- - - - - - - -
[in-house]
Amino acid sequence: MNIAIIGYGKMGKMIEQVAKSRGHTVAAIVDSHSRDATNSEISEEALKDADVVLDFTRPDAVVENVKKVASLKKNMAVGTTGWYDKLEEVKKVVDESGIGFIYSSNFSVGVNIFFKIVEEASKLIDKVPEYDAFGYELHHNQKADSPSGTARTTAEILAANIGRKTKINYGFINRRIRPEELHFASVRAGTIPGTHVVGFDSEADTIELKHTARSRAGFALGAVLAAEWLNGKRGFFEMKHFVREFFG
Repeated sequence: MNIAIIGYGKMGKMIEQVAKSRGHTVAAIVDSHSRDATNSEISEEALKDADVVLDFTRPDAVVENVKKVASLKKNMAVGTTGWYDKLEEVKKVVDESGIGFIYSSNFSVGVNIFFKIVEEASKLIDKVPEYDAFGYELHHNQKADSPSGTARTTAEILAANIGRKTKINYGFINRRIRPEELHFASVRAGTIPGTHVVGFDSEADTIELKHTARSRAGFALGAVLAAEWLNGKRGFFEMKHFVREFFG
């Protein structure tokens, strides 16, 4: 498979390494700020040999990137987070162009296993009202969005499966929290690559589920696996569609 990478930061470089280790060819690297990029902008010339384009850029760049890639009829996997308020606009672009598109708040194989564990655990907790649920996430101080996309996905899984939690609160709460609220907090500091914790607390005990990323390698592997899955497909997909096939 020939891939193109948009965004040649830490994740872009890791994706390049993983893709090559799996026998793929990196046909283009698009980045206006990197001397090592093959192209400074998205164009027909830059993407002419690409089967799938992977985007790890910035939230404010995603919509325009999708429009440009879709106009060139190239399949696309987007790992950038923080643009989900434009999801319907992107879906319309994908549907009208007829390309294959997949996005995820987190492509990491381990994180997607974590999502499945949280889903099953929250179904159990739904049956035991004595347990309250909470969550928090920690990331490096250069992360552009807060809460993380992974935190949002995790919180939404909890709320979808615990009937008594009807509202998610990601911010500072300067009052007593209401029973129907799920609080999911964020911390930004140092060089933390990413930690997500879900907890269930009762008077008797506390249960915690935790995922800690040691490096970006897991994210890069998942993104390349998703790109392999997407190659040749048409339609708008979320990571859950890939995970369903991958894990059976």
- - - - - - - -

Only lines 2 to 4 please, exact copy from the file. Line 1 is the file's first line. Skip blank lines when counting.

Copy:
Amino acid sequence: MNIAIIGYGKMGKMIEQVAKSRGHTVAAIVDSHSRDATNSEISEEALKDADVVLDFTRPDAVVENVKKVASLKKNMAVGTTGWYDKLEEVKKVVDESGIGFIYSSNFSVGVNIFFKIVEEASKLIDKVPEYDAFGYELHHNQKADSPSGTARTTAEILAANIGRKTKINYGFINRRIRPEELHFASVRAGTIPGTHVVGFDSEADTIELKHTARSRAGFALGAVLAAEWLNGKRGFFEMKHFVREFFG
Repeated sequence: MNIAIIGYGKMGKMIEQVAKSRGHTVAAIVDSHSRDATNSEISEEALKDADVVLDFTRPDAVVENVKKVASLKKNMAVGTTGWYDKLEEVKKVVDESGIGFIYSSNFSVGVNIFFKIVEEASKLIDKVPEYDAFGYELHHNQKADSPSGTARTTAEILAANIGRKTKINYGFINRRIRPEELHFASVRAGTIPGTHVVGFDSEADTIELKHTARSRAGFALGAVLAAEWLNGKRGFFEMKHFVREFFG
């Protein structure tokens, strides 16, 4: 498979390494700020040999990137987070162009296993009202969005499966929290690559589920696996569609 990478930061470089280790060819690297990029902008010339384009850029760049890639009829996997308020606009672009598109708040194989564990655990907790649920996430101080996309996905899984939690609160709460609220907090500091914790607390005990990323390698592997899955497909997909096939 020939891939193109948009965004040649830490994740872009890791994706390049993983893709090559799996026998793929990196046909283009698009980045206006990197001397090592093959192209400074998205164009027909830059993407002419690409089967799938992977985007790890910035939230404010995603919509325009999708429009440009879709106009060139190239399949696309987007790992950038923080643009989900434009999801319907992107879906319309994908549907009208007829390309294959997949996005995820987190492509990491381990994180997607974590999502499945949280889903099953929250179904159990739904049956035991004595347990309250909470969550928090920690990331490096250069992360552009807060809460993380992974935190949002995790919180939404909890709320979808615990009937008594009807509202998610990601911010500072300067009052007593209401029973129907799920609080999911964020911390930004140092060089933390990413930690997500879900907890269930009762008077008797506390249960915690935790995922800690040691490096970006897991994210890069998942993104390349998703790109392999997407190659040749048409339609708008979320990571859950890939995970369903991958894990059976």